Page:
Tel: 020 7727 8810
Food type: South-east Asian (mainly Malaysian)
Food rating: 2/10
Nearest tube: Bayswater
With my last day in labs out of the way I went to watch Kung-fu Panda with S. I enjoyed the film very much – it was ridiculously hilarious and good family fun. We subsequently went to Bayswater to dine at Kiasu. Random fact: Kiasu is Hokkien for ‘afraid of losing’. I found out about Kiasu after reading about it in my Timeout London Food Guide. Kiasu serves mainly Malaysian street food with a smattering of cuisines from around the region including Thai Green Curry and Vietnamese Pho. For my first visit, I decided to stick with Malaysian food.
We started off with some Chicken Satay and Pai Tee. Satay is the national dish of Malaysia and consists of barbequed chunks of marinated meat (usually chicken or beef but can include fish, pork, lamb and in some cases offal) served with a spicy peanut sauce. The chicken satay served here had chicken breast which were overmarinated – quite a difficult feat – resulting in the meat being too soft and almost mushy. In Malaysia, chicken satay is usually made with thigh meat with a combination of fat (yummy) to lend additional moistness and flavour. In addition, the cooking process caramelizes the fat which adds a toffee like flavour to the satay. The meat itself was relatively moist despite the use of the dreaded breast meat and lack of fat. The satay sauce was rich although a touch oily and could have done with a bit more heat. The satay was served with the usual accompaniments of onions, cucumbers and rice cakes (ketupat). The ketupat was very good – with the right texture although the cubes were miniscule. 2/10 for the satay.
Pai Tee is Nyonya dish which consists of savoury tuile baskets filled with a mixture of shredded yam beans, bamboo shoots, pork and prawns. This was served with fresh chilli sauce. The Pai Tee here was very good (4/10) – much better than many of those I have had in Malaysia. Often times, the tuile baskets end up on the table soggy because there is too much moisture in the filling. This was not the case here, as the tuiles were still crisp while the filling had the correct balance of textures. The fresh chilli sauce had a good bite to it with the lime cutting through the flavours nicely.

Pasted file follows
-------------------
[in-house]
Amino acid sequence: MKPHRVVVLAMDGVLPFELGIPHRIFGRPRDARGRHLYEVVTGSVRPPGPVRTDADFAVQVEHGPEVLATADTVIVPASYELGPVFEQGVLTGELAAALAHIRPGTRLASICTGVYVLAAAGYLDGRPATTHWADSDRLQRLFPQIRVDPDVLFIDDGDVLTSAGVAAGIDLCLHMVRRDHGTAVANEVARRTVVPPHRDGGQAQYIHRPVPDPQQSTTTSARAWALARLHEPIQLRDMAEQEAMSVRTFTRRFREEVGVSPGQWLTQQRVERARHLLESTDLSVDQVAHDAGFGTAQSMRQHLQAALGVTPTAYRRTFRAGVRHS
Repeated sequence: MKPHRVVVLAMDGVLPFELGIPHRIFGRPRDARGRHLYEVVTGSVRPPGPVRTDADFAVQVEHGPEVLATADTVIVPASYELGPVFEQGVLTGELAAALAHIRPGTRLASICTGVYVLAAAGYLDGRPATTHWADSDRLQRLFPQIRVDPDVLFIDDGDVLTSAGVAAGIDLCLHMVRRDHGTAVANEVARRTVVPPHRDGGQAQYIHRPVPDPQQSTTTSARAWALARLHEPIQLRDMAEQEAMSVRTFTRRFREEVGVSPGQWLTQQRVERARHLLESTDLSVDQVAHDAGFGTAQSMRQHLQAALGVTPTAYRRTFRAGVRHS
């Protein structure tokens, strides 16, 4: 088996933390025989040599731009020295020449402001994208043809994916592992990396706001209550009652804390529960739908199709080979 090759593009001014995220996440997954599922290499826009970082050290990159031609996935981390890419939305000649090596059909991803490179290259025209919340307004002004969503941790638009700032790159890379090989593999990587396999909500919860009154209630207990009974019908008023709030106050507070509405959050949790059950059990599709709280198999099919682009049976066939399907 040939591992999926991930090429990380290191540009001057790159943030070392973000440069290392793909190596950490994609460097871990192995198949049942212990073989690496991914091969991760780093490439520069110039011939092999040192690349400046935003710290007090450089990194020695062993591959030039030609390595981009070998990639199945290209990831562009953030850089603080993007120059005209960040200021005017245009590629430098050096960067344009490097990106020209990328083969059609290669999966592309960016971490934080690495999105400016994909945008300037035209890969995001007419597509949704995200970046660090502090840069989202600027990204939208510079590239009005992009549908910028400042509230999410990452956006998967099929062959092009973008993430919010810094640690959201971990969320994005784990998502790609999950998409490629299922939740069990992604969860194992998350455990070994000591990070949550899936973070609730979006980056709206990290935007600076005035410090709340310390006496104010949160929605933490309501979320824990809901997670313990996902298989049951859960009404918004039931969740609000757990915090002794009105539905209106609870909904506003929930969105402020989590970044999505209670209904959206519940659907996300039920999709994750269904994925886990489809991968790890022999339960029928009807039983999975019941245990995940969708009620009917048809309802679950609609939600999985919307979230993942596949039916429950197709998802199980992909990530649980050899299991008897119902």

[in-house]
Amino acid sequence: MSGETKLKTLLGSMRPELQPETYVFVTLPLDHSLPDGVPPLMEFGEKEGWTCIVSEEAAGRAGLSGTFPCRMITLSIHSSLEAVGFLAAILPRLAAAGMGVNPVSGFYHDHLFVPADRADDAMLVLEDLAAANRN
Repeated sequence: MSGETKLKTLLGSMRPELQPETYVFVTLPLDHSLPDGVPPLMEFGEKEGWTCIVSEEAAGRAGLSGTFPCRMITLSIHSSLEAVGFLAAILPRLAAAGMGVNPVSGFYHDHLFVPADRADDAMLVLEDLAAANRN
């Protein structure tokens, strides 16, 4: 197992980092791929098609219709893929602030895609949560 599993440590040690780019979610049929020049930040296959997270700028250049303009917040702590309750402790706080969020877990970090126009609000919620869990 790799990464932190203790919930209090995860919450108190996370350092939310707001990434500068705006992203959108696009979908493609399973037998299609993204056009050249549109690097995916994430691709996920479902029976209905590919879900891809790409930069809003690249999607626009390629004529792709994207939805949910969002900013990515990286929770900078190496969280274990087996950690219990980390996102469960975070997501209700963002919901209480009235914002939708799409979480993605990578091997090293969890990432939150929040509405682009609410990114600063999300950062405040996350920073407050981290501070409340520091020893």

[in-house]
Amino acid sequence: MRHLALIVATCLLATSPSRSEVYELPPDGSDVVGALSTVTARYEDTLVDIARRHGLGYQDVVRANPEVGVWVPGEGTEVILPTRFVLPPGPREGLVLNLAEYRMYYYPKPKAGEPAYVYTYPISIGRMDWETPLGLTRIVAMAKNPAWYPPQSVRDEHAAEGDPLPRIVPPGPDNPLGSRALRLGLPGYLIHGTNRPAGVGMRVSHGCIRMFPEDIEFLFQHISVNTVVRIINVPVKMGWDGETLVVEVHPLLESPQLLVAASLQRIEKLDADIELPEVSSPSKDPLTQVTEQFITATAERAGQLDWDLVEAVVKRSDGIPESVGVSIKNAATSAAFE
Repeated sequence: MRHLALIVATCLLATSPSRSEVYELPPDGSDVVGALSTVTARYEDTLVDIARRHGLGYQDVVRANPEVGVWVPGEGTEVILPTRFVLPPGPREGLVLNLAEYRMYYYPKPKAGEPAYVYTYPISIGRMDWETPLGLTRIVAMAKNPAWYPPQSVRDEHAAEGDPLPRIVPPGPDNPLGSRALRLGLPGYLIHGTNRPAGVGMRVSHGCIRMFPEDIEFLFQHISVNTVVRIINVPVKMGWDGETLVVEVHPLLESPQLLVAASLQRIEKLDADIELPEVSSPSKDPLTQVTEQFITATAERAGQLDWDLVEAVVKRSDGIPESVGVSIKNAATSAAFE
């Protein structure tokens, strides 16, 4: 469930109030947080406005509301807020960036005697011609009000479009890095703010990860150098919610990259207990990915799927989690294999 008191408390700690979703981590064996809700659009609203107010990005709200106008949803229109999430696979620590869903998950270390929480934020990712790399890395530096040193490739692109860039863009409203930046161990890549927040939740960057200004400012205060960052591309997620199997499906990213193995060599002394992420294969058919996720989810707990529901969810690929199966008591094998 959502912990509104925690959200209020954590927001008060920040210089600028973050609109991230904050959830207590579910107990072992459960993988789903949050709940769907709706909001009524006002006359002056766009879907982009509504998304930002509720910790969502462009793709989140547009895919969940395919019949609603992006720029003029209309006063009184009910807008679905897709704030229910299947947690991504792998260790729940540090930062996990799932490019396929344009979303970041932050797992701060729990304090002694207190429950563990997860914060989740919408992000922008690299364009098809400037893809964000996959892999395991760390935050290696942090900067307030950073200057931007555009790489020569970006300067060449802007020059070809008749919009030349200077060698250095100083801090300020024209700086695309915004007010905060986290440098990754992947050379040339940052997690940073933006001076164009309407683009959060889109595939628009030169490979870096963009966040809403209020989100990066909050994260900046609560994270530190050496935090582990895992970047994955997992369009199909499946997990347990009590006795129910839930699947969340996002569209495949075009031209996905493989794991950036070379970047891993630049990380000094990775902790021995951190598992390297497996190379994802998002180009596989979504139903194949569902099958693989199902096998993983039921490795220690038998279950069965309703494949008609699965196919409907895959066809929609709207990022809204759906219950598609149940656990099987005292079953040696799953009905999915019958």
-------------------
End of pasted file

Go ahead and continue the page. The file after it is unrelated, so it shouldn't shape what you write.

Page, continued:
Beef Wat Tan Hor
For mains, I went for one of my favourites – Beef Wat Tan Hor which translates to ‘Smooth Egg Noodles’. The dish consists of fried hor fun (flat rice noodles) with a sauce made with egg. It is generally very hard to get this dish right as the timing for the sauce has to be spot on to obtain a silky smooth sauce and not overcooking the egg. Unfortunately the rendition here was rather poor – the sauce was over salty and the egg overcooked. The beef also had lost much of its texture (this is probably in part due to the use of too much cornflour to tenderize the meat). Another key ommission was the lardons which help give the dish an extra flavour (not to mention I love the crunch of them). At least the hor fun was cooked correctly and had that lovely charred flavour. Barely 1/10.
S went for the Nasi Lemak which apparently was quite good (although he was sweating a lot while eating it…)
For desserts, we both had a nice cold bowl of cendol – a dessert made out of ice shavings, coconut milk, tapioca noodles flavoured with pandan leaf and palm sugar. The cendol at Kiasu is accompanied with red beans. The dessert while having the correct balance of flavours was rather sloppy in that there was several large chunks of ice and the tapioca noodles were still too cold and clumped together so a 1/10 is justified.
Dinner here was pleasant with quick and efficient service. An overall score of 2/10 is about right for the food here. Prices were relatively cheap for London standards – starters between £2.50 and £5.80 and mains between £4.80 and £7.50. If I’m around this area again, I will most definitely come back to try some of the other dishes on the menu despite the shortcomings.
P/s I do apologize for the poor pictures – this is the best my poor camera phone can do with poor lighting.